How grassroots Neighborhood Planning Assemblies revived democracy and popular participation in Vermont. Mayor Bernie Sanders’ role.
Featured image: Graphic: March 1981 City Council Campaign flyer
Burlington’s Neighborhood Planning Assemblies are back in the local spotlight, and likely to be a contentious issue in the 2018 race for mayor of Vermont’s largest city this March.
Last Fall, an “assembly of the assemblies” demanded a formal role in deciding the future of Memorial Auditorium, a major local venue for 90 years. Since then, Infinite Culcleasure, one of two Independents challenging Mayor Miro Weinberger, has announced that “more public investment should be made to strengthen existing neighborhood assemblies.” And Progressive-backed Independent Carina Driscollsays,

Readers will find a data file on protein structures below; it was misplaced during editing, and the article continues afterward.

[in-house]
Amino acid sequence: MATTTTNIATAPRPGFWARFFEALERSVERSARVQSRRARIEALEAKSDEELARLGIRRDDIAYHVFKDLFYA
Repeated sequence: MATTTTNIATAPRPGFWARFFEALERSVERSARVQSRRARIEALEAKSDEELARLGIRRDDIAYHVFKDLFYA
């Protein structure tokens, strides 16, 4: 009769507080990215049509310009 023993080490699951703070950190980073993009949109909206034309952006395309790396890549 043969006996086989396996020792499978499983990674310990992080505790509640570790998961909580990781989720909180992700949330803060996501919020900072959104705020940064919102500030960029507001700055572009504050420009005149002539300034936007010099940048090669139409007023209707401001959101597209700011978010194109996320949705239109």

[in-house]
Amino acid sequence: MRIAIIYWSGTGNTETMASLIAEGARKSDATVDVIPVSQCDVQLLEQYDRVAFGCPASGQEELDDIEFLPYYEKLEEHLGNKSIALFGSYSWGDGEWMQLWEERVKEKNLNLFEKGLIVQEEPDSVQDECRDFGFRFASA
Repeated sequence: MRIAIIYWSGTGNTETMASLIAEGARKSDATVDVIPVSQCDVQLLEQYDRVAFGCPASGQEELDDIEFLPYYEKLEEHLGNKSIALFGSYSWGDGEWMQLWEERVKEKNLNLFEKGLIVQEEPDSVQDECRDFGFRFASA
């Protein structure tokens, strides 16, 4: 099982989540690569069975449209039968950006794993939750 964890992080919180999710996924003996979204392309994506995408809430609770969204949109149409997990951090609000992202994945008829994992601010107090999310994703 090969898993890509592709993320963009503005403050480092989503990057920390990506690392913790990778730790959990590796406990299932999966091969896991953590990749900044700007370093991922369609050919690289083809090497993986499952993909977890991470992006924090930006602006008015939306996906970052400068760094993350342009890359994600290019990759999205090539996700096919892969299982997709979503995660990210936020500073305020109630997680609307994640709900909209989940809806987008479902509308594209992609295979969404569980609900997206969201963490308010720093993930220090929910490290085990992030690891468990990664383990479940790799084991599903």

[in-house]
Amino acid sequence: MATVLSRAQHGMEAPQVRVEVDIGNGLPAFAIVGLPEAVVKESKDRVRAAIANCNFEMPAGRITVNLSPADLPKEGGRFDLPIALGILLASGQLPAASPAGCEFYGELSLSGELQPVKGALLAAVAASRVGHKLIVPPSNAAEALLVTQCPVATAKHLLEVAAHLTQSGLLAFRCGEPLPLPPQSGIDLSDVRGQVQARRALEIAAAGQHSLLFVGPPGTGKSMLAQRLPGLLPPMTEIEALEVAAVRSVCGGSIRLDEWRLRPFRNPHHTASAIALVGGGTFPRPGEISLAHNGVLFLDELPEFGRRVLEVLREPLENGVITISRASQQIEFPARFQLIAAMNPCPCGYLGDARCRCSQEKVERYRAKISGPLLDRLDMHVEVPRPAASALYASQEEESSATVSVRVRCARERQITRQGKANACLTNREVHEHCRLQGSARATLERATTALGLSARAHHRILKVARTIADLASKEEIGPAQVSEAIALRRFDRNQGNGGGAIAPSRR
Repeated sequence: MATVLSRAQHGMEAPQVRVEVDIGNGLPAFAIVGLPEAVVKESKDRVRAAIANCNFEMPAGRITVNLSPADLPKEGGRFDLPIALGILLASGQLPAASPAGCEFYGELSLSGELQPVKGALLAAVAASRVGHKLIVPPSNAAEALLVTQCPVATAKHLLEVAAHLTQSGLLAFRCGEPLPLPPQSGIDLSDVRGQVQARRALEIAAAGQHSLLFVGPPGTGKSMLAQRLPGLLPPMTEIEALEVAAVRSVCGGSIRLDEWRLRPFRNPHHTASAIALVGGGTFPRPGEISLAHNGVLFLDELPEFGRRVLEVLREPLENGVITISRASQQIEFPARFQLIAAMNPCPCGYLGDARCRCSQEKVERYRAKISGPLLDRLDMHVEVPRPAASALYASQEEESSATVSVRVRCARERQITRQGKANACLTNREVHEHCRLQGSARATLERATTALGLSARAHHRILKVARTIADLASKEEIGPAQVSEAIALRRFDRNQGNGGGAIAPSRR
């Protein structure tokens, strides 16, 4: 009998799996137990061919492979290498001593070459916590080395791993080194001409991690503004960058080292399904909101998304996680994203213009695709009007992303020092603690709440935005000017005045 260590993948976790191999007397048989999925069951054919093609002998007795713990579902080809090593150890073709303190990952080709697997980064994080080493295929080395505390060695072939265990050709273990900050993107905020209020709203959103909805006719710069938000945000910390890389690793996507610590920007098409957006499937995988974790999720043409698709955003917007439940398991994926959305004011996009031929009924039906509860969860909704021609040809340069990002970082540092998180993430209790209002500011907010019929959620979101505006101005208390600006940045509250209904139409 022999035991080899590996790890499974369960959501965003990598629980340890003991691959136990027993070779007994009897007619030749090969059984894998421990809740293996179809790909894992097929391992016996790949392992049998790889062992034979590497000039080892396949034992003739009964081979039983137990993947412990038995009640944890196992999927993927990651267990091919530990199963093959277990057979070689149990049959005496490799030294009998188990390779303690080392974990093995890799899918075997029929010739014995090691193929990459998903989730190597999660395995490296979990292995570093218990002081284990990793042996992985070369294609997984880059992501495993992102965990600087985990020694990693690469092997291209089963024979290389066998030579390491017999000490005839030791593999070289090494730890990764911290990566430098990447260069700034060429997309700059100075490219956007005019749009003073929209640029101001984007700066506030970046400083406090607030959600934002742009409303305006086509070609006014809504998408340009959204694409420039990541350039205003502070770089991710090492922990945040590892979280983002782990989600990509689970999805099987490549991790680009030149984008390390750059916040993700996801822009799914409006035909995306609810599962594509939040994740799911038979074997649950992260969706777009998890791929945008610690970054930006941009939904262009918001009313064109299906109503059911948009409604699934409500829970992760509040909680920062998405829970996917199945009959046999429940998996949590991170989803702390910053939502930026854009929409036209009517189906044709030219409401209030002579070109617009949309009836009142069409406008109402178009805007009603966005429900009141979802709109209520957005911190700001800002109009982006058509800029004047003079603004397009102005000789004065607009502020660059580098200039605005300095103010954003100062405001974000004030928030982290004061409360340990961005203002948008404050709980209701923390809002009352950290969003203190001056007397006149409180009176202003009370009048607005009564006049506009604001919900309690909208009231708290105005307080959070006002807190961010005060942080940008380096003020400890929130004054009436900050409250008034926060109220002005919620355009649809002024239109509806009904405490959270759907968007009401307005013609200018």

“We need to empower our Neighborhood Planning Assemblies so that they may again be actively involved with public engagement, city planning and prioritizing city resources.”
NPAs, as they have become known over the years, officially became part of Burlington city government in the summer of 1983. The…
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